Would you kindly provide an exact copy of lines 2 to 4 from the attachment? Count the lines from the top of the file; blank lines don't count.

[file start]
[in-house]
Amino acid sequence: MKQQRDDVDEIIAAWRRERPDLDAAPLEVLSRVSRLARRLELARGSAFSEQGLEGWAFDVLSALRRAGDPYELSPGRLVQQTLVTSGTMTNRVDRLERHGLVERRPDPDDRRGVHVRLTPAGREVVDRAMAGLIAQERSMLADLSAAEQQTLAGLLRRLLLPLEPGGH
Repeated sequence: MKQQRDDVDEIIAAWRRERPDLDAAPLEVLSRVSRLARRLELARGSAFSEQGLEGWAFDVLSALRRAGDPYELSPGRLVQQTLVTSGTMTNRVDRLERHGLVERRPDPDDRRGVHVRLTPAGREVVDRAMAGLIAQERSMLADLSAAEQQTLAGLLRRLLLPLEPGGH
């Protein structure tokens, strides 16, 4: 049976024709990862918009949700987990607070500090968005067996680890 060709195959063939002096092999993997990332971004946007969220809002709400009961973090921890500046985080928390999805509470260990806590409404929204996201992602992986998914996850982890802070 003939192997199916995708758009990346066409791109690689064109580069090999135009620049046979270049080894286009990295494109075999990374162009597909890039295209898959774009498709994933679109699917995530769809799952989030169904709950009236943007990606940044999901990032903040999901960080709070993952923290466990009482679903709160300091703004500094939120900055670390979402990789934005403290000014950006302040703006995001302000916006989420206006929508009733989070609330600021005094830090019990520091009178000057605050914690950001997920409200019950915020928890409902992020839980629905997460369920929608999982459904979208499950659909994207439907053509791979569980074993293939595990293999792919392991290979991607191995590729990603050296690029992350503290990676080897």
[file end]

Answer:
Amino acid sequence: MKQQRDDVDEIIAAWRRERPDLDAAPLEVLSRVSRLARRLELARGSAFSEQGLEGWAFDVLSALRRAGDPYELSPGRLVQQTLVTSGTMTNRVDRLERHGLVERRPDPDDRRGVHVRLTPAGREVVDRAMAGLIAQERSMLADLSAAEQQTLAGLLRRLLLPLEPGGH
Repeated sequence: MKQQRDDVDEIIAAWRRERPDLDAAPLEVLSRVSRLARRLELARGSAFSEQGLEGWAFDVLSALRRAGDPYELSPGRLVQQTLVTSGTMTNRVDRLERHGLVERRPDPDDRRGVHVRLTPAGREVVDRAMAGLIAQERSMLADLSAAEQQTLAGLLRRLLLPLEPGGH
């Protein structure tokens, strides 16, 4: 049976024709990862918009949700987990607070500090968005067996680890 060709195959063939002096092999993997990332971004946007969220809002709400009961973090921890500046985080928390999805509470260990806590409404929204996201992602992986998914996850982890802070 003939192997199916995708758009990346066409791109690689064109580069090999135009620049046979270049080894286009990295494109075999990374162009597909890039295209898959774009498709994933679109699917995530769809799952989030169904709950009236943007990606940044999901990032903040999901960080709070993952923290466990009482679903709160300091703004500094939120900055670390979402990789934005403290000014950006302040703006995001302000916006989420206006929508009733989070609330600021005094830090019990520091009178000057605050914690950001997920409200019950915020928890409902992020839980629905997460369920929608999982459904979208499950659909994207439907053509791979569980074993293939595990293999792919392991290979991607191995590729990603050296690029992350503290990676080897």